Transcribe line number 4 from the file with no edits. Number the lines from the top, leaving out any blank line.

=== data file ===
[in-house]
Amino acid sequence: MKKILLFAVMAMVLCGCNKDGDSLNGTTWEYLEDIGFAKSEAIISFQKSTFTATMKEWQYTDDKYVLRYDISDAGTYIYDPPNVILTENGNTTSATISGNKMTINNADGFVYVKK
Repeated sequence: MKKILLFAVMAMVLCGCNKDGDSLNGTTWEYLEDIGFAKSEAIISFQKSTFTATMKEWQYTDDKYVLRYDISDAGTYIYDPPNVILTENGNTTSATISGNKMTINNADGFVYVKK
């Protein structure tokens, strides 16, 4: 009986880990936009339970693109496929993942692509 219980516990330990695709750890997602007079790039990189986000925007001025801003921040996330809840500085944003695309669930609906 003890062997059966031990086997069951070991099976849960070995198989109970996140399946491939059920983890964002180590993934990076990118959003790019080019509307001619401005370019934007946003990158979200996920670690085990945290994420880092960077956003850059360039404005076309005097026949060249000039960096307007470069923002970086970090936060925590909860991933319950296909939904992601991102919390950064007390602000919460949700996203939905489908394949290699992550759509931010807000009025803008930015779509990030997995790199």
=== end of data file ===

């Protein structure tokens, strides 16, 4: 009986880990936009339970693109496929993942692509 219980516990330990695709750890997602007079790039990189986000925007001025801003921040996330809840500085944003695309669930609906 003890062997059966031990086997069951070991099976849960070995198989109970996140399946491939059920983890964002180590993934990076990118959003790019080019509307001619401005370019934007946003990158979200996920670690085990945290994420880092960077956003850059360039404005076309005097026949060249000039960096307007470069923002970086970090936060925590909860991933319950296909939904992601991102919390950064007390602000919460949700996203939905489908394949290699992550759509931010807000009025803008930015779509990030997995790199």